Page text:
Fig. 7 (a) Schematic illustration of the sensing behavior of the fabricated device based on the charge-transfer mechanism, and the sensing performance of the MC6 sample against 50 and 100 ppm NO2 at 50 °C (b) and 100 °C (c).

image file: d0gc02779k-f8.tif
Fig. 8 Sensing performance of the MC6 sample against NO2 gas with different concentrations at 120 °C.

The adsorption of NO2 onto the predominant (002) surface of molybdenite-2H was modeled by Forcite and Adsorption Locator modules in Accelrys Materials Studio using the experimental crystallographic structural data.35 The adsorption affinities can be estimated from the distribution of field density (Fig. 9a) and the calculated differential adsorption energies (dEad/dNNO2 and (dEad/dNAr) which are the energies required for removing the sorbate of a particular component. According to the estimated differential adsorption energies, NO2 can form comparatively similar substrate–adsorbate configurations at different surfaces with a slightly preferential adsorption on the (002) surface (Fig. 9a). As the sensing behavior of the molybdenite-2H film was tested using a 5% NO2 and 95% Ar mixture, the dEad/dNi values were estimated for the adsorption of the NO2/Ar mixture onto different surfaces of molybdenite-2H:

NO 2 : −4.77 kcal mol−1 for (002) > −3.43 kcal mol−1 for (006) > −3.35 kcal mol−1 for (008)

Ar: −1.82 kcal mol−1 for (008) > −1.15 kcal mol−1 for (006) > −0.18 kcal mol−1 for (002).


image file: d0gc02779k-f9.tif
Fig. 9 (a) Field density distribution of a 5% NO2 and 95% Ar mixture on the predominant (002) surface of molybdenite-2H. Atoms: sulphur, yellow; and molybdenum, light blue. Isosurface: NO2, green; and Ar, red. (b) Close contacts (less than 3.7 Å) of NO2/NO2 species on the predominant (002) surface of molybdenite-2H. Atoms: sulphur, yellow; molybdenum, light blue; nitrogen, dark blue; oxygen, red; and argon, grey.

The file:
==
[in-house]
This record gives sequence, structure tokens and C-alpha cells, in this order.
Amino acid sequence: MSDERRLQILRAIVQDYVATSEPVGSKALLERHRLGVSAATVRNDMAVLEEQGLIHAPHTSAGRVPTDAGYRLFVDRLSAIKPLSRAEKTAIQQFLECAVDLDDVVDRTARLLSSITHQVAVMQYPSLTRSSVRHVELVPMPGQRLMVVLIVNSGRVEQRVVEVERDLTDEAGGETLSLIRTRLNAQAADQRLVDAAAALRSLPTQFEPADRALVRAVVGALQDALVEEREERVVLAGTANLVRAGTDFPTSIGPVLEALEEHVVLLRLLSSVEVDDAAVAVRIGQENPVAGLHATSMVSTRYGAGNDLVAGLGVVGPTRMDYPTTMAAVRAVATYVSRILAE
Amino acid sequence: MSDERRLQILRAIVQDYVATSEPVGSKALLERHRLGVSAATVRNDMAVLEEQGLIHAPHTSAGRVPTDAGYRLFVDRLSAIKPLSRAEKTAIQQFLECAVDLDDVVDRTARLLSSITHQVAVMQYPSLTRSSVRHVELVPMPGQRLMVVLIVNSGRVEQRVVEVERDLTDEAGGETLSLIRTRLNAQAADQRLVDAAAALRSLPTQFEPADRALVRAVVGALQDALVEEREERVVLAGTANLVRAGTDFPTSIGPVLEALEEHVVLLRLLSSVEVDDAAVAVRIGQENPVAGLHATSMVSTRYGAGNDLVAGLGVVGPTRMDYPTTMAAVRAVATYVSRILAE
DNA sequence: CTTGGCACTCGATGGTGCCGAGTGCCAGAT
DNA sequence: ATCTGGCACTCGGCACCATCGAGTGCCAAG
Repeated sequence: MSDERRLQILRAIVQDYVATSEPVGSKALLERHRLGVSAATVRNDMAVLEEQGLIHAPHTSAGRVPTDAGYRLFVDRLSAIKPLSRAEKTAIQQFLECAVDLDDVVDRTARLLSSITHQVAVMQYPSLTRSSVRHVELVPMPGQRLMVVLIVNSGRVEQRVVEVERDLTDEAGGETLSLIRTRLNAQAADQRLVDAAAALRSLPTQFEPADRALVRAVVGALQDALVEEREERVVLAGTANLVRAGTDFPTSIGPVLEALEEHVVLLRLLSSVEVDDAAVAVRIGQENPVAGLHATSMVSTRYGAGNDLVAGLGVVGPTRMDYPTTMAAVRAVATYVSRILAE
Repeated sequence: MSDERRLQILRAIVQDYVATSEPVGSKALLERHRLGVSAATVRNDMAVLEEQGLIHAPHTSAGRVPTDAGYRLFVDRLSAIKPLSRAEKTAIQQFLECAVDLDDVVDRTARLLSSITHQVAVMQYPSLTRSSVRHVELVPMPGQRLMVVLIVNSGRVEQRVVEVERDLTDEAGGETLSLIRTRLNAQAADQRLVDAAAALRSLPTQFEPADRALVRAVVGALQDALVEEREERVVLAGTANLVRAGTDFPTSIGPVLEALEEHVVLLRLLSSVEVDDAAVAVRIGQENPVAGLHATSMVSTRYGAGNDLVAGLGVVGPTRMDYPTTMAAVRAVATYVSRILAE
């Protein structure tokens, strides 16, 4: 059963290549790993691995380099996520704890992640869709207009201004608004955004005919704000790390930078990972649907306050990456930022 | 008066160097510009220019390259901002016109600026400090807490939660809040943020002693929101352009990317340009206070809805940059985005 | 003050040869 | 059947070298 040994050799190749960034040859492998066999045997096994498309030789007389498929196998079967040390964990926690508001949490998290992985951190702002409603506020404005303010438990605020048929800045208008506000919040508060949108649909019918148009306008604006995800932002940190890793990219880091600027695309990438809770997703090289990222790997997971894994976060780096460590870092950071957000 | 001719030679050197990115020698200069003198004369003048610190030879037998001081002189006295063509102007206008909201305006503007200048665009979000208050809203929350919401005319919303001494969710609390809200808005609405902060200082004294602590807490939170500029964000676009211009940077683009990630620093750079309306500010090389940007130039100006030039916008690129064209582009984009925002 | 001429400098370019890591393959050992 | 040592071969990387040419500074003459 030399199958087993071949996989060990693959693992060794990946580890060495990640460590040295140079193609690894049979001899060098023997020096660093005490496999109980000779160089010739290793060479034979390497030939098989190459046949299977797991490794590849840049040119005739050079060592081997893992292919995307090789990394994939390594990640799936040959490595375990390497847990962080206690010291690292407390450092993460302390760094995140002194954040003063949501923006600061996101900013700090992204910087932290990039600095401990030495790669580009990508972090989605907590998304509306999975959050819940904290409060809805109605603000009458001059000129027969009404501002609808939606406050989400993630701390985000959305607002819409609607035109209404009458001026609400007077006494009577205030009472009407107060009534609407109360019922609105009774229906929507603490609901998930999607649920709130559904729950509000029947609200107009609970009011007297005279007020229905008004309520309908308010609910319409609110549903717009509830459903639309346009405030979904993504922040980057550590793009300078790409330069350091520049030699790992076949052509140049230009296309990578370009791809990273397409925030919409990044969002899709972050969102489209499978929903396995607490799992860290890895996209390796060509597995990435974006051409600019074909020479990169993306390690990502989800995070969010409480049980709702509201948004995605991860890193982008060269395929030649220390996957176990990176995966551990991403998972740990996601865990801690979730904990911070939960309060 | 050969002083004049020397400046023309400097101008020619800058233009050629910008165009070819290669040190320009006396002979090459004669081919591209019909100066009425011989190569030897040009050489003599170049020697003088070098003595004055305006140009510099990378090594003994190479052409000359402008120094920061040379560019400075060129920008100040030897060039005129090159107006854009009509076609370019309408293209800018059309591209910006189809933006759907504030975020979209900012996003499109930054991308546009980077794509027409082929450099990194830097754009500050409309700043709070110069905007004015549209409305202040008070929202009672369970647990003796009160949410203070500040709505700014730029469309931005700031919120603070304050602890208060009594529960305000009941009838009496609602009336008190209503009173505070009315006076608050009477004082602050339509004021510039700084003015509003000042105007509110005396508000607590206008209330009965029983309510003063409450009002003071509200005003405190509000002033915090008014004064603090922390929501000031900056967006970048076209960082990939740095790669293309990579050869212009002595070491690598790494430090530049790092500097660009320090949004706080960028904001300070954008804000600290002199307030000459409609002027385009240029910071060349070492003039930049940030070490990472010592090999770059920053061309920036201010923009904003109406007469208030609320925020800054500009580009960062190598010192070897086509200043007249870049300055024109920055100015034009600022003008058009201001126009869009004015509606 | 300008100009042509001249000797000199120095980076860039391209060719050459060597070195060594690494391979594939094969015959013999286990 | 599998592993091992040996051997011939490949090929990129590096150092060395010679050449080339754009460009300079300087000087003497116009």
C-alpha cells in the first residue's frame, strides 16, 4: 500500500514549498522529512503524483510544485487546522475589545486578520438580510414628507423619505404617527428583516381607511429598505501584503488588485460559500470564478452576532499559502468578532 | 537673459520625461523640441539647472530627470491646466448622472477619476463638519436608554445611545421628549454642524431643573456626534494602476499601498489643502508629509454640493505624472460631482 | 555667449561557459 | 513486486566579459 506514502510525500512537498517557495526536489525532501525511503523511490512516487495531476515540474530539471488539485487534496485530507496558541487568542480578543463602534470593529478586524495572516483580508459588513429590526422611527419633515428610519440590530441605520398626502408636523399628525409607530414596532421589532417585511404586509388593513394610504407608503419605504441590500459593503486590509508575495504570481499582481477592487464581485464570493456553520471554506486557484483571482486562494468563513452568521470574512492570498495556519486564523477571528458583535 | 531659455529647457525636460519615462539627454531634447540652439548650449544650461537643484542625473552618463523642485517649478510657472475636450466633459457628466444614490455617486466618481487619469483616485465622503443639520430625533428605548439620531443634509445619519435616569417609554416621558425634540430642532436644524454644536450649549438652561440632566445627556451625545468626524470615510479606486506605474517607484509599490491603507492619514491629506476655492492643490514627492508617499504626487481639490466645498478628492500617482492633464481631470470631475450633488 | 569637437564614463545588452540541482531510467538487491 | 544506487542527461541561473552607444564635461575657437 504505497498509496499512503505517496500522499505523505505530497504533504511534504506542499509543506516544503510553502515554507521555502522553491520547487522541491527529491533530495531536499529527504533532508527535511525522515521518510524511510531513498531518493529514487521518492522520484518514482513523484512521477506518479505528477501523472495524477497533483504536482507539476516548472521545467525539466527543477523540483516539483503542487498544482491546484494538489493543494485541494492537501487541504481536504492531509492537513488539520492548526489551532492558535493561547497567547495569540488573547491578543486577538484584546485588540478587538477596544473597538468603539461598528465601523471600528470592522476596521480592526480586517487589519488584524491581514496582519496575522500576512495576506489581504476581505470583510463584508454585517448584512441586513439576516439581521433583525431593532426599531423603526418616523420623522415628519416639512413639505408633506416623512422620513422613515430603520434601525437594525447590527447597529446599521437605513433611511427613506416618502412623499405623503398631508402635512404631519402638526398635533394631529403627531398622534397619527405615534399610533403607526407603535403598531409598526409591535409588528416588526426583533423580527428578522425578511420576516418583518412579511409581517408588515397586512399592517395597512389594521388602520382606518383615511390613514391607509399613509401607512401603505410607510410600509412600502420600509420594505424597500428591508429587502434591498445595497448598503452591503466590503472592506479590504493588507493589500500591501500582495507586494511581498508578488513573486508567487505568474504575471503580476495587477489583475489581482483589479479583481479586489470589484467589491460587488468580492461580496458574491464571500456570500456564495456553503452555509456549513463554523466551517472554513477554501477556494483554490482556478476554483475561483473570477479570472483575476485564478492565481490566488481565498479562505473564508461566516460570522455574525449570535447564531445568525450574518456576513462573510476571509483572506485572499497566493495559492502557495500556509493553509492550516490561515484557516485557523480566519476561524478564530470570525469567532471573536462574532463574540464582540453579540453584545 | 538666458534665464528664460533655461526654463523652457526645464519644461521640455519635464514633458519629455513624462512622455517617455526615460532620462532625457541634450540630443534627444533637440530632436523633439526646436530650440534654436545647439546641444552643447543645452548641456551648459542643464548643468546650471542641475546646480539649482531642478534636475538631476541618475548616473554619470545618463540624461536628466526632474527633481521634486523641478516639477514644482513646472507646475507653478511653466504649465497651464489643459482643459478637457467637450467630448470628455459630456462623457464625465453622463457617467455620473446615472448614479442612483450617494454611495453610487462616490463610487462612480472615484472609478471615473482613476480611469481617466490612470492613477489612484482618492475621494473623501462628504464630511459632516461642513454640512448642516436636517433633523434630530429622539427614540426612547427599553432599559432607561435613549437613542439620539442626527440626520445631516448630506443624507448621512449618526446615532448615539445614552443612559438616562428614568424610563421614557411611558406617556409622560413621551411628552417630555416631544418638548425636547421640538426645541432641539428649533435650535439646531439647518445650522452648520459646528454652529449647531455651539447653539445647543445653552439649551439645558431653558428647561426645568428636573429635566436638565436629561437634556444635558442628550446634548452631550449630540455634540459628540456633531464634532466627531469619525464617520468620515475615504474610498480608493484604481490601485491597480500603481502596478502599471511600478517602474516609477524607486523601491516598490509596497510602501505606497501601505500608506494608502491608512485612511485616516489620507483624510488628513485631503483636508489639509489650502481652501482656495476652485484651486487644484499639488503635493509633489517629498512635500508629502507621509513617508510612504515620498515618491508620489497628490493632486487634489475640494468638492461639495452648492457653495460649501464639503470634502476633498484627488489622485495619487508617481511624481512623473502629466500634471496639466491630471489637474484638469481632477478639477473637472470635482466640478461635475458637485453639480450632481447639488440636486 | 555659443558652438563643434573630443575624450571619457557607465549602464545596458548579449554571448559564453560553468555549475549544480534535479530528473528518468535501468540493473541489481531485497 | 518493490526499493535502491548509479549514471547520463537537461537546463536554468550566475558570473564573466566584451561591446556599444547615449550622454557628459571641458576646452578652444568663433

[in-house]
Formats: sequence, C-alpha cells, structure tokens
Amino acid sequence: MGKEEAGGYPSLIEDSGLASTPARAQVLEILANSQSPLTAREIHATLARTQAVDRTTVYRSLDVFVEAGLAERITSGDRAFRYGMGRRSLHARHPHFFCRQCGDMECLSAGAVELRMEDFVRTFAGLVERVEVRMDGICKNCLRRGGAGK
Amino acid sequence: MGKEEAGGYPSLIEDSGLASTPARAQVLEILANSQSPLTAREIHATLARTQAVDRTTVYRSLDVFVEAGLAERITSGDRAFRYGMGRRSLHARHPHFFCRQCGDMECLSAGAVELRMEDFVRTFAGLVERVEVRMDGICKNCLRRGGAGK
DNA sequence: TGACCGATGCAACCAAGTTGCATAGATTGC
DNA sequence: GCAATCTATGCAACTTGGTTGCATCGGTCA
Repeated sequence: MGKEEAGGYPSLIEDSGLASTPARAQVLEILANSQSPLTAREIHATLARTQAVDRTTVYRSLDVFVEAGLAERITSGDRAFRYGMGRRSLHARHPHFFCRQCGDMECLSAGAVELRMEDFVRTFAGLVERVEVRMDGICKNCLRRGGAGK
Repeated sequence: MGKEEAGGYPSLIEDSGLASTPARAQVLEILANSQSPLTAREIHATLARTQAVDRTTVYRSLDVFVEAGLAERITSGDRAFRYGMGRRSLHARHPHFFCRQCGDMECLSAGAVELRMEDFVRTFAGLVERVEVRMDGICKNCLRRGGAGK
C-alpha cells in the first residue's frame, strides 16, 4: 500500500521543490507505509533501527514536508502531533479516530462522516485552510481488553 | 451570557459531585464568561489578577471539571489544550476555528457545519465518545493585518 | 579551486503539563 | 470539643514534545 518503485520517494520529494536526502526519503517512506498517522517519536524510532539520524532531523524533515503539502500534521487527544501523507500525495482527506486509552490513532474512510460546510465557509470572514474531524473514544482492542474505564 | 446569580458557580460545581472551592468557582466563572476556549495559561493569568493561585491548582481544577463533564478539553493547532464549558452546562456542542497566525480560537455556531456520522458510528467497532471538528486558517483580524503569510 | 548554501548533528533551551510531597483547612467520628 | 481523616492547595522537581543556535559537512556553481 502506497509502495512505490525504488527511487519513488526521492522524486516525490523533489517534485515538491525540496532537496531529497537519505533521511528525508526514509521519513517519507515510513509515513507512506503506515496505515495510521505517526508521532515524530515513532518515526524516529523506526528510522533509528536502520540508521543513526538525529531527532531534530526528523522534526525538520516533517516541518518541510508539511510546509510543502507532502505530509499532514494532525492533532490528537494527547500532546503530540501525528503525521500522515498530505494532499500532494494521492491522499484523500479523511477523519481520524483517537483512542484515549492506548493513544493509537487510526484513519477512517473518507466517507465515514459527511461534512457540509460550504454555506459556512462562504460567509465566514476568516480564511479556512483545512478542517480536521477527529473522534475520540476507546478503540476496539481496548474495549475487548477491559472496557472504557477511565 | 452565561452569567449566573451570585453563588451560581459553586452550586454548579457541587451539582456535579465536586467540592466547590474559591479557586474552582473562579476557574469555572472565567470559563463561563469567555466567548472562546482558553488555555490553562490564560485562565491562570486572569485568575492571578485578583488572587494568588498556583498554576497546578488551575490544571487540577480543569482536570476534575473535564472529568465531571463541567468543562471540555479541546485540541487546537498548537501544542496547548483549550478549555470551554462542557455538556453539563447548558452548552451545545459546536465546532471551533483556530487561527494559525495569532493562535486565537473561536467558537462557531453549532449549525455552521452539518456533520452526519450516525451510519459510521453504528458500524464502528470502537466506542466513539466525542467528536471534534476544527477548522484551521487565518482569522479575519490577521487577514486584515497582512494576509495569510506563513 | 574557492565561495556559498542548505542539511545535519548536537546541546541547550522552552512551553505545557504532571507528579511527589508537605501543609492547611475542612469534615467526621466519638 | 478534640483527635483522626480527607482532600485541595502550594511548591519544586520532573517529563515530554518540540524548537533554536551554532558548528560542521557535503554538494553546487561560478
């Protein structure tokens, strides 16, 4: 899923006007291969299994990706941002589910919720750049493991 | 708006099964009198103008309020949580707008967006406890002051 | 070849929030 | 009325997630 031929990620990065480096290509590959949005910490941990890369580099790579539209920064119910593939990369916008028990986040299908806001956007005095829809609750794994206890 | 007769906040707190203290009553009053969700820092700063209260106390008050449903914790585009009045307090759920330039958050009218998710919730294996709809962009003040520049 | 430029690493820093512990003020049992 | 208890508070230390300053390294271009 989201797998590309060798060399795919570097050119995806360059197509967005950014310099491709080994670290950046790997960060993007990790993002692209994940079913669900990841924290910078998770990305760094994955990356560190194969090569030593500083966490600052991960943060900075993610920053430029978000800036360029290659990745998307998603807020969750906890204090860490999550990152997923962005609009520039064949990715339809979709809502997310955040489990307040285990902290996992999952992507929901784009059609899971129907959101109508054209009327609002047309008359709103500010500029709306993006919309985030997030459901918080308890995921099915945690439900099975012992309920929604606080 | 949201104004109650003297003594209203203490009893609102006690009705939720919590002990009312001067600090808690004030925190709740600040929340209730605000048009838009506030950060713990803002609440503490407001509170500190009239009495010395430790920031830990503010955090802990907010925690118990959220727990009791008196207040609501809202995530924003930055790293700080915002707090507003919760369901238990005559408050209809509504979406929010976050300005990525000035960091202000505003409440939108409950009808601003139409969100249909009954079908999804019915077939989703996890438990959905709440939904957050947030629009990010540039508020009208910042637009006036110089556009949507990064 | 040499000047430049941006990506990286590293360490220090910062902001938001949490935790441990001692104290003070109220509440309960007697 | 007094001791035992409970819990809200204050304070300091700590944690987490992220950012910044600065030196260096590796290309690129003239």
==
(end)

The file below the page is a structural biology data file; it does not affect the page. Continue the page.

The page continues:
It is clear that NO2 in the Ar/NO2 mixture has better interaction with the surfaces of molybdenite-2H than individual NO2 (dEad/dNNO2 = 2.57 kcal mol−1).

The layered crystal structure of molybdenite-2H shows closely packed double layers with S6-coordination of Mo atom (Fig. 9). The adsorption of different adsorbate molecules like H2,36 DNA,37 CO,38 thiophene,39 and methanol40 was studied by molecular modeling on the surface of molybdenite to gain more insights into the mechanisms of catalytic reaction36,38–40 and sensing.37 It has been shown that molybdenite is a promising candidate for a new generation of gas sensors based on layered compounds. The chemical interaction mechanism for NO2 sensing was proposed as follows:41